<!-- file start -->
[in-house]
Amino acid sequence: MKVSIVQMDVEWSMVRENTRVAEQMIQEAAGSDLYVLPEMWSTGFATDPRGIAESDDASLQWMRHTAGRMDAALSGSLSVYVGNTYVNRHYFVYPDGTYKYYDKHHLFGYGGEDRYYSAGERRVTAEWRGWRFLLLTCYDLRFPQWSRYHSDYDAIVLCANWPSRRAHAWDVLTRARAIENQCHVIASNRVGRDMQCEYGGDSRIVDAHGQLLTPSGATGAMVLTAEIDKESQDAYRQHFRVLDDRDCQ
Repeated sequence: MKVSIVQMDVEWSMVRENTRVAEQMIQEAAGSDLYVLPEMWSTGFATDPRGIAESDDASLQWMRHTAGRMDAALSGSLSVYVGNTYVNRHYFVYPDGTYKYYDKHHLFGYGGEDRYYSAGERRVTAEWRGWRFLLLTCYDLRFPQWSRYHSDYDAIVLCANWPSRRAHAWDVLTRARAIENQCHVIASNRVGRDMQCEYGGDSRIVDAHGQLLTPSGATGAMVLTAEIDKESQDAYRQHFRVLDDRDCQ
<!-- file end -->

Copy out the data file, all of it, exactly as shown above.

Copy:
[in-house]
Amino acid sequence: MKVSIVQMDVEWSMVRENTRVAEQMIQEAAGSDLYVLPEMWSTGFATDPRGIAESDDASLQWMRHTAGRMDAALSGSLSVYVGNTYVNRHYFVYPDGTYKYYDKHHLFGYGGEDRYYSAGERRVTAEWRGWRFLLLTCYDLRFPQWSRYHSDYDAIVLCANWPSRRAHAWDVLTRARAIENQCHVIASNRVGRDMQCEYGGDSRIVDAHGQLLTPSGATGAMVLTAEIDKESQDAYRQHFRVLDDRDCQ
Repeated sequence: MKVSIVQMDVEWSMVRENTRVAEQMIQEAAGSDLYVLPEMWSTGFATDPRGIAESDDASLQWMRHTAGRMDAALSGSLSVYVGNTYVNRHYFVYPDGTYKYYDKHHLFGYGGEDRYYSAGERRVTAEWRGWRFLLLTCYDLRFPQWSRYHSDYDAIVLCANWPSRRAHAWDVLTRARAIENQCHVIASNRVGRDMQCEYGGDSRIVDAHGQLLTPSGATGAMVLTAEIDKESQDAYRQHFRVLDDRDCQ